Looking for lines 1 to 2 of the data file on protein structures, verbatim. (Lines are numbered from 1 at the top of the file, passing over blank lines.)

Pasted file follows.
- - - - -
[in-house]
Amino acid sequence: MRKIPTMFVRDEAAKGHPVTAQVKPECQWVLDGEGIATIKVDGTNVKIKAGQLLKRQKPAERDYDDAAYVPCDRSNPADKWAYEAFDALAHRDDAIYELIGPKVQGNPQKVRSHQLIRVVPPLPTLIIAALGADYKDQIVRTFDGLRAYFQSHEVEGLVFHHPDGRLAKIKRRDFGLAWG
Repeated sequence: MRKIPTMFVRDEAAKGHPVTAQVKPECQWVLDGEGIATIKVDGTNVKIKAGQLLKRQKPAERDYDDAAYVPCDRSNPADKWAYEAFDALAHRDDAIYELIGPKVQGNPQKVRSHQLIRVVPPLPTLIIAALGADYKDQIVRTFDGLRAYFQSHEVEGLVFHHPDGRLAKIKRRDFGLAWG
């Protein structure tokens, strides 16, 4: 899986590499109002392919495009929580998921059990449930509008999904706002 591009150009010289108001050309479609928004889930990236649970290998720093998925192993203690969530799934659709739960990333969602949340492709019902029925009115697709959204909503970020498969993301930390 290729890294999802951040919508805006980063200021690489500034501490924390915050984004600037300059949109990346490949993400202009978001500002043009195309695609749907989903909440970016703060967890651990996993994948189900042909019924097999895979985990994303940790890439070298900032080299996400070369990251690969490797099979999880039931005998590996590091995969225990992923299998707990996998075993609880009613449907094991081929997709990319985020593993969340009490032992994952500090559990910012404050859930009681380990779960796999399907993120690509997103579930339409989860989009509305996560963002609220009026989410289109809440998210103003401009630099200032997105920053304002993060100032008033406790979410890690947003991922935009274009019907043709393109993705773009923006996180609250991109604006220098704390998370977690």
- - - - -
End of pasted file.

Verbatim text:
[in-house]
Amino acid sequence: MRKIPTMFVRDEAAKGHPVTAQVKPECQWVLDGEGIATIKVDGTNVKIKAGQLLKRQKPAERDYDDAAYVPCDRSNPADKWAYEAFDALAHRDDAIYELIGPKVQGNPQKVRSHQLIRVVPPLPTLIIAALGADYKDQIVRTFDGLRAYFQSHEVEGLVFHHPDGRLAKIKRRDFGLAWG